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 Table of Contents  
CASE REPORT
Year : 2017  |  Volume : 9  |  Issue : 1  |  Page : 33-34  

A case of membranous aplasia cutis congenita and dermoscopic features


Department of Dermatology, Hospital General de Ciudad Real, Obispo Rafael Torija, 13005, Ciudad Real, Spain

Date of Web Publication3-Jul-2017

Correspondence Address:
Belén Lozano-Masdemont
Department of Dermatology, Hospital General de Ciudad Real, Obispo Rafael Torija, 13005 Ciudad Real
Spain
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Source of Support: None, Conflict of Interest: None


DOI: 10.4103/ijt.ijt_91_16

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   Abstract 

Membranous, bullous, or cystic aplasia cutis congenita is a clinical subtype of aplasia cutis, covered with a membranous or glistening surface. A male newborn presented at birth with two flat lesions on the left parietal scalp, surrounded by a rim of terminal hairs. Physical examination revealed two translucent papules. On dermoscopy, they showed a reddish background, thin, lineal vessels and, remarkably few hair bulbs could be seen because of the translucency of the lesion. No skull bone and brain defects were found. The diagnosis of membranous aplasia cutis congenita was established. Histologically, it is characterized by an atrophic epidermis with loose fibrovascular stroma and edematous dermal stroma. Dermoscopy may help to rule out other entities (herpes simplex, epidermolysis bullosa, trauma…) since the atrophic epidermis and fibrovascular stroma is evidenced by the hair bulbs and its characteristic translucency (“translucency's sign”).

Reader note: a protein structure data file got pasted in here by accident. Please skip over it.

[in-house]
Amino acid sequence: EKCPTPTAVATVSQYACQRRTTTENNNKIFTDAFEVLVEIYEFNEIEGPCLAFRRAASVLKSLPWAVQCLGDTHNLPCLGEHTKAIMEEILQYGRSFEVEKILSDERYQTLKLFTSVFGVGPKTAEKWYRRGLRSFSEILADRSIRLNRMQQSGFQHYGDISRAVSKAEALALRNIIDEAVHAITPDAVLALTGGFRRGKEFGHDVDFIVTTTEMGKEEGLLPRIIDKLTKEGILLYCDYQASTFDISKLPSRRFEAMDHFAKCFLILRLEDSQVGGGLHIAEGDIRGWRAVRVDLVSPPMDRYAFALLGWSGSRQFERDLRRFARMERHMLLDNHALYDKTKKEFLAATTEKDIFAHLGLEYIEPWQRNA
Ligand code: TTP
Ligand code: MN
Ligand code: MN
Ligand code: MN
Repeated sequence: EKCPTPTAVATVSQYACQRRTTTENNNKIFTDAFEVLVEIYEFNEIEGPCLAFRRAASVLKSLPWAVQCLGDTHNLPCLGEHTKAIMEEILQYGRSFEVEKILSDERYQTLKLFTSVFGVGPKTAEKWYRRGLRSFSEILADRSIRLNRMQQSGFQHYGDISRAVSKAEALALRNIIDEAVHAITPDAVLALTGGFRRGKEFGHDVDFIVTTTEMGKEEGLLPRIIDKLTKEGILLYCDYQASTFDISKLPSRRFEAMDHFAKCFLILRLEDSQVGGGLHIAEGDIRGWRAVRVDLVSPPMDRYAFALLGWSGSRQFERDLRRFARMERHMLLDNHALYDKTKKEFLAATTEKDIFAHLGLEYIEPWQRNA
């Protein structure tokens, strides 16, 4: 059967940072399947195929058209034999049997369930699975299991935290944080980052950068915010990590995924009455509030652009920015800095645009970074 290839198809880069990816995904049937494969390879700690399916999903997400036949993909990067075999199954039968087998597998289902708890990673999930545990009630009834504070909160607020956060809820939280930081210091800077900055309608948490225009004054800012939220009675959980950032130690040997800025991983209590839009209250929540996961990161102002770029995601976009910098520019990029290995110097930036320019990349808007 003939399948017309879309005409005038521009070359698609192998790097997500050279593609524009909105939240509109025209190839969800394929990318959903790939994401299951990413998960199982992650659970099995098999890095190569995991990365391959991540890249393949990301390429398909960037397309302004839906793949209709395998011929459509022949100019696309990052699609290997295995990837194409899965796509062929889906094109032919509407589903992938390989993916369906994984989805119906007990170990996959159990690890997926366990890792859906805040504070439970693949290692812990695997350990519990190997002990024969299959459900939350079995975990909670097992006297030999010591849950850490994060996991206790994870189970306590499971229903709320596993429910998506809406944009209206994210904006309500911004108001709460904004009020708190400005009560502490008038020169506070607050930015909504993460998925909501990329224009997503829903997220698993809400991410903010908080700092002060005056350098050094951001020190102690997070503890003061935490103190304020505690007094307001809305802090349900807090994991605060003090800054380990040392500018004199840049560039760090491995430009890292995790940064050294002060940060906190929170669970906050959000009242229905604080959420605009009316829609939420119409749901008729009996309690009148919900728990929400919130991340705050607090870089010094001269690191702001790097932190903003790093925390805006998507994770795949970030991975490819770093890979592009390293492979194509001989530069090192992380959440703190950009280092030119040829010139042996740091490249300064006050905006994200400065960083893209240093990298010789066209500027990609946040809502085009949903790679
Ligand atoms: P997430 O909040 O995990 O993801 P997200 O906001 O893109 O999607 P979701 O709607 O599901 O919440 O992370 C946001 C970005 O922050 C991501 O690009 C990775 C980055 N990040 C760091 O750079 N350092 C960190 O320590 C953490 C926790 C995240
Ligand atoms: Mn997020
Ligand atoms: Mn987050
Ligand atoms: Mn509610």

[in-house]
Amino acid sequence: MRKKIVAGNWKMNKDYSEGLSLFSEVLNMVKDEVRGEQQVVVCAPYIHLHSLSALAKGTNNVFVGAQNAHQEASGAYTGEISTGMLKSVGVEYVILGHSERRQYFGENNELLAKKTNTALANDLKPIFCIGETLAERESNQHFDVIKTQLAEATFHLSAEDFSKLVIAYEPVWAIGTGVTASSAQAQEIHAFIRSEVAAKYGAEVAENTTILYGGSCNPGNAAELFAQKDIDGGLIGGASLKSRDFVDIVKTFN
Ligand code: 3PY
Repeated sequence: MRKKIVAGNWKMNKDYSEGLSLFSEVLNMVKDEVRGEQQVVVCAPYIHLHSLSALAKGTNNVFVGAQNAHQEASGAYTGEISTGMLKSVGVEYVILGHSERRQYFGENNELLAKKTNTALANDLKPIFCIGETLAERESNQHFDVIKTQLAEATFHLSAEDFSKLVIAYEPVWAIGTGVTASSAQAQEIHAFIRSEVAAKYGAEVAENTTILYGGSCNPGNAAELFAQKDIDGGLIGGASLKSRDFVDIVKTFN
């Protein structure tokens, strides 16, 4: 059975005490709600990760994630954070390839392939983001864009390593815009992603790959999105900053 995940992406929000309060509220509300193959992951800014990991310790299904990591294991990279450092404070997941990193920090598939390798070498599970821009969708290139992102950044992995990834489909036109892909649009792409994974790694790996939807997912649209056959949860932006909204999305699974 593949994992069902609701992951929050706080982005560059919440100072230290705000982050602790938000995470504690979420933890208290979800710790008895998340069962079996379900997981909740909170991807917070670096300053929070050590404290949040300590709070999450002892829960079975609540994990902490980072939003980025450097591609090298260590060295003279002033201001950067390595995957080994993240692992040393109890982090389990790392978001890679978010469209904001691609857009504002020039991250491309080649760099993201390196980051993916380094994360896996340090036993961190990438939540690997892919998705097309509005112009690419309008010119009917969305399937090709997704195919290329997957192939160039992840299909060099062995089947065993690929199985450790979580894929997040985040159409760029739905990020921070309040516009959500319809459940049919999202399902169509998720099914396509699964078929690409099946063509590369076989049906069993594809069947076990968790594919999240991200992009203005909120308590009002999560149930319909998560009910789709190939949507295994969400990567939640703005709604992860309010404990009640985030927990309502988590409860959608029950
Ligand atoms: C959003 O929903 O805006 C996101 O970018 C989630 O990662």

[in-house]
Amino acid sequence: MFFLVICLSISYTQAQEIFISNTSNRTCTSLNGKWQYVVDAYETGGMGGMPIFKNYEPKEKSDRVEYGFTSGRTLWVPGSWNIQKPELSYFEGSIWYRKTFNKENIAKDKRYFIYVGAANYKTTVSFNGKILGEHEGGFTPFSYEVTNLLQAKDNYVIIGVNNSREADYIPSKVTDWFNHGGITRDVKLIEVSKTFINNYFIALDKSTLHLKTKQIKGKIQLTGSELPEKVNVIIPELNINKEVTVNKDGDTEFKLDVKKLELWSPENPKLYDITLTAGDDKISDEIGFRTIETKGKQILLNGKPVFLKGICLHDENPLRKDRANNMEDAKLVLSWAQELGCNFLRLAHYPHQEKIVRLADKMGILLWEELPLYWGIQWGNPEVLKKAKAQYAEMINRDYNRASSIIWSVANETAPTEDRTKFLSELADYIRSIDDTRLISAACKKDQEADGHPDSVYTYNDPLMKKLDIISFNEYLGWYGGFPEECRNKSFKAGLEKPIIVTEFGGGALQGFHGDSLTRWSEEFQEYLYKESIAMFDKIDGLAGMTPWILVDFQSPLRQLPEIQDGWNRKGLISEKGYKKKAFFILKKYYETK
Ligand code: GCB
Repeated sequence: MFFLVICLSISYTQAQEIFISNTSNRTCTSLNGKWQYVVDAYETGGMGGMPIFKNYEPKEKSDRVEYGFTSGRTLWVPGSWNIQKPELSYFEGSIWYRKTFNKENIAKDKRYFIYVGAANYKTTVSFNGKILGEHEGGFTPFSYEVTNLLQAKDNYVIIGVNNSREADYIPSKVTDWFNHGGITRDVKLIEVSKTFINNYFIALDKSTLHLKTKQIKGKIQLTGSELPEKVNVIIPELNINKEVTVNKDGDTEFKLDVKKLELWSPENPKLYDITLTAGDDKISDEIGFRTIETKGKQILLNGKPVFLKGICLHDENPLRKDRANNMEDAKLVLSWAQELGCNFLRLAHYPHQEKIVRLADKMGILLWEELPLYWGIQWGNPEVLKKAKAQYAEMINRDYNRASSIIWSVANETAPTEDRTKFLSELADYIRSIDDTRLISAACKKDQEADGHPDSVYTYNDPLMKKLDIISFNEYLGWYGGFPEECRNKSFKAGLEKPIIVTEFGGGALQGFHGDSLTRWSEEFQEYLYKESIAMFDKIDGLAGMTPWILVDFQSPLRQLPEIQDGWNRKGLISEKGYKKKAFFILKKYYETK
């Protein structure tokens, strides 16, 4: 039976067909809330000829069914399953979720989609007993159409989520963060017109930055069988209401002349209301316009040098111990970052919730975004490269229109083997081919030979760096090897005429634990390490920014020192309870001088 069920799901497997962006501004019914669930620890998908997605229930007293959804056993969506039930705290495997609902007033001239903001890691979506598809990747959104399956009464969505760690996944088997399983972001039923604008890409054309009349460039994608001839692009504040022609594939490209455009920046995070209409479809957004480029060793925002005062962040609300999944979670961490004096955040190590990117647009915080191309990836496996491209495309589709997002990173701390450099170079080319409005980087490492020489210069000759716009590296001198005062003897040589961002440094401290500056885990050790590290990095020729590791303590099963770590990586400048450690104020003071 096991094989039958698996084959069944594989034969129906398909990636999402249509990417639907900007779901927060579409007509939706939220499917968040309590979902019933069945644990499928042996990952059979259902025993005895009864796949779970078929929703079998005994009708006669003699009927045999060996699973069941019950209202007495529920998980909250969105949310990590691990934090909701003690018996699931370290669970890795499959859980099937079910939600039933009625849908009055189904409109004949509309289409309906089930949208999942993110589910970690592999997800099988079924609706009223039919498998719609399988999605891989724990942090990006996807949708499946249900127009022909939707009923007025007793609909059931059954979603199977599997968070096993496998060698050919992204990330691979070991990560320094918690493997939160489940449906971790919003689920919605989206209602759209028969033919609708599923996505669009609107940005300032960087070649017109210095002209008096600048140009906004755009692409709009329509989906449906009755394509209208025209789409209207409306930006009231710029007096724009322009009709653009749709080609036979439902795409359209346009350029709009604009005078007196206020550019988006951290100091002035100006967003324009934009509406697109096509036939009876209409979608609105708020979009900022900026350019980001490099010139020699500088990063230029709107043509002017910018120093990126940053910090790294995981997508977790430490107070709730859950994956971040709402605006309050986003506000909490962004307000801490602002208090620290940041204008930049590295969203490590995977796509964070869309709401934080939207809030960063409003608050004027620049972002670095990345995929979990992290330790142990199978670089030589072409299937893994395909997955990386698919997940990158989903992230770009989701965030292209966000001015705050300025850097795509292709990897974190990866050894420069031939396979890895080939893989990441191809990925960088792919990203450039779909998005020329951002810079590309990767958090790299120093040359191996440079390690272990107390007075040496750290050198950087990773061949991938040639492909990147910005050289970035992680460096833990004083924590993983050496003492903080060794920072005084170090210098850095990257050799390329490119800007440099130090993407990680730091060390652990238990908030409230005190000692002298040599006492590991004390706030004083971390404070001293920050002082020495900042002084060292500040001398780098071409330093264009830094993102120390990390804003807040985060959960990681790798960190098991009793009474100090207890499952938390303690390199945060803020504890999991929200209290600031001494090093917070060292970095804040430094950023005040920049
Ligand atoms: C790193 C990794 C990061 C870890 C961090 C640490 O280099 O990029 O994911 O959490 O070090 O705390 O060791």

Keywords: Aplasia cutis, child, dermoscopy, membranous


How to cite this article:
Lozano-Masdemont B. A case of membranous aplasia cutis congenita and dermoscopic features. Int J Trichol 2017;9:33-4

How to cite this URL:
Lozano-Masdemont B. A case of membranous aplasia cutis congenita and dermoscopic features. Int J Trichol [serial online] 2017 [cited 2020 May 30];9:33-4. Available from: http://www.ijtrichology.com/text.asp?2017/9/1/33/209375


   Introduction Top


Membranous, bullous, or cystic aplasia cutis congenita is a clinical subtype of aplasia cutis. Trichoscopy may help in the diagnosis.


   Case Report Top


A Caucasian male newborn presented at birth with two flat lesions on the left parietal scalp, surrounded by a rim of terminal hairs [Figure 1]. He was otherwise healthy and was born after an unassisted vaginal delivery and an uncomplicated term pregnancy. At the age of 2 months, physical examination revealed two translucent alopecic gray to white, rounded papules, 4–6 mm [Figure 1]. On dermoscopy (polarized light), the largest showed a reddish background, thin, lineal vessels and, remarkably few hair bulbs could be seen because of the translucency of the lesion [Figure 2]. The other lesion showed a whitish background and, again, a hair bulb was perfectly observed. No skull bone or brain defects were found. His mother had no history of drug ingestion during pregnancy. The diagnosis of membranous aplasia cutis congenita was established.
Figure 1: At the age of 2 months, physical examination revealed two translucent alopecic gray to white, rounded papules, 4–6 mm in size, close to the hair whorl, surrounded by a rim of terminal hairs

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Figure 2: Dermoscopy of aplasia cutis: reddish background, thin, lineal vessels, and few hair bulbs seen by the translucency of the lesion

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   Discussion Top